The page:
Tracing pigments - A history of paints.
Importance of paints is irreplaceable in the art world. Ever wondered where these colours came from?
Artists in the prehistoric era used primitive paints made from coloured rocks, earth, bone, and minerals. These materials were ground into powders, and mixed with egg or animal byproducts to bind the solution and make paint. First used in prehistoric cave paintings, red ochre is one of the oldest pigments still in use. All paints generally have four main ingredients -- pigments, binders, solvents and additives. Pigments provide colour and hide, while binders work to hold it all together to create the final paint.
Around the 15th century, egg as a binding agent for paints was replaced by oils, which completely transformed painting. Later the intense blue was created using the mineral lapis lazuli and the colour quickly infiltrated European palettes. These colours were so expensive that artists like Vermeer were left in debt after buying the paints and Michelangelo left some of his paintings unfinished.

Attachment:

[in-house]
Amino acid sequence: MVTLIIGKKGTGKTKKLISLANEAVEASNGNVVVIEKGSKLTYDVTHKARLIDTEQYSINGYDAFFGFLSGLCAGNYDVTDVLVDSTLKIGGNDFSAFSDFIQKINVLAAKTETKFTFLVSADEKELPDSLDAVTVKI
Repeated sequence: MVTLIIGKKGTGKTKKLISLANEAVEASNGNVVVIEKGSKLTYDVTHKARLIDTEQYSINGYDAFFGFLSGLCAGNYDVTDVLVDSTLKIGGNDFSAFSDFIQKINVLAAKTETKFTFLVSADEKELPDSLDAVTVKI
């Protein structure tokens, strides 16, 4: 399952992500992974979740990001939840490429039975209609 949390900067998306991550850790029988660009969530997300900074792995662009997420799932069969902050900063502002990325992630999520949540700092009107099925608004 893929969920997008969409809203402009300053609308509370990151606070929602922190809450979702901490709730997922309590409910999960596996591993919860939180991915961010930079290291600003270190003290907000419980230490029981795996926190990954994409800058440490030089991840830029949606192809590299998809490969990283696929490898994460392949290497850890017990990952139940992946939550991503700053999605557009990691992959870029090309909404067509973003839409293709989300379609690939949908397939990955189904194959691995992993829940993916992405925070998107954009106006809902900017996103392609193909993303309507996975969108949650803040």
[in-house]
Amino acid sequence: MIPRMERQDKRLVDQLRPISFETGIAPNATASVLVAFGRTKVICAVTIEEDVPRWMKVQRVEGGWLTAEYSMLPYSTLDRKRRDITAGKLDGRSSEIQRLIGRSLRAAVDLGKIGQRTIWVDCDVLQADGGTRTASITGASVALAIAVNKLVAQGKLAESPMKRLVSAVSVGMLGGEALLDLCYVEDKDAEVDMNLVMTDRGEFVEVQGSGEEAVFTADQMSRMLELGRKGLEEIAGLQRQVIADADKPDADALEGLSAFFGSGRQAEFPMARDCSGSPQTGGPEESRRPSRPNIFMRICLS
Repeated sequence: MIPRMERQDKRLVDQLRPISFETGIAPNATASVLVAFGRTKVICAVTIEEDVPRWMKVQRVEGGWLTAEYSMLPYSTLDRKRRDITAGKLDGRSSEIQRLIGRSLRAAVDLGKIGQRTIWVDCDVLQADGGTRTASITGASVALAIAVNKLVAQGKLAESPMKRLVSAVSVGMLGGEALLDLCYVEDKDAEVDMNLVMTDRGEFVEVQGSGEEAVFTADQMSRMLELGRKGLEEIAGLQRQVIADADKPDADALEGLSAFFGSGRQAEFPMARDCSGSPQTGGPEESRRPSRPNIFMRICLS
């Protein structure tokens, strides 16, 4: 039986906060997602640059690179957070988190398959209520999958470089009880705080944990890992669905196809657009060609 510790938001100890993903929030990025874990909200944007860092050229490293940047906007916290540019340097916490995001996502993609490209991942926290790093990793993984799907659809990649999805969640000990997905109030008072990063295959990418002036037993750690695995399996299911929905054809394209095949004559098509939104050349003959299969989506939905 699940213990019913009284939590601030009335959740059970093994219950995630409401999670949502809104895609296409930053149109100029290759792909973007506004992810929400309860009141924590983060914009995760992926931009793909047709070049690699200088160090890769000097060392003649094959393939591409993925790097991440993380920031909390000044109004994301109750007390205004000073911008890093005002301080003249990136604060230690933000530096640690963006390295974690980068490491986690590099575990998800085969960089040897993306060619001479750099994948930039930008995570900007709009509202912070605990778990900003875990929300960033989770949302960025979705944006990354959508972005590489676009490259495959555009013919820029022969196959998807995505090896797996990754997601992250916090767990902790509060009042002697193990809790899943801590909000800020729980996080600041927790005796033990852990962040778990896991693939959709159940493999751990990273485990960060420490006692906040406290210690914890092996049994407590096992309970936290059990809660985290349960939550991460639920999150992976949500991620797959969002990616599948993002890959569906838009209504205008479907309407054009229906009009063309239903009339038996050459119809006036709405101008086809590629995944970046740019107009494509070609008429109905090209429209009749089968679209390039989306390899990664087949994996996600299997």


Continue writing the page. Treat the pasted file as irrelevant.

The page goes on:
Over a period of time many more artificial colours were introduced. The new chemical processes started to drive prices down. The use of paint continued to increase and manufacturers of industrial paints began to make emulsions, glossy enamel, and house paints. Acrylic paint was invented in the 1940s and again transformed painting, quickly replacing oil in everyday paint. Acrylic paint was water-based, cheap, held colour well and dried quickly.
Colour can either change the mood of a piece or conjure a specific meaning for the viewers. The development of paint and the subsequent assemblage of pigments over time opened up innumerable possibilities for artists and allowed them to express themselves and their imagination better.
Cover image: Convergence by Jackson Pollock, Oil on Canvas (1952)
Lets see if some colours are more popular with our Art and Charlie community than others.
What is your favourite colour in paintings? Drop a comment below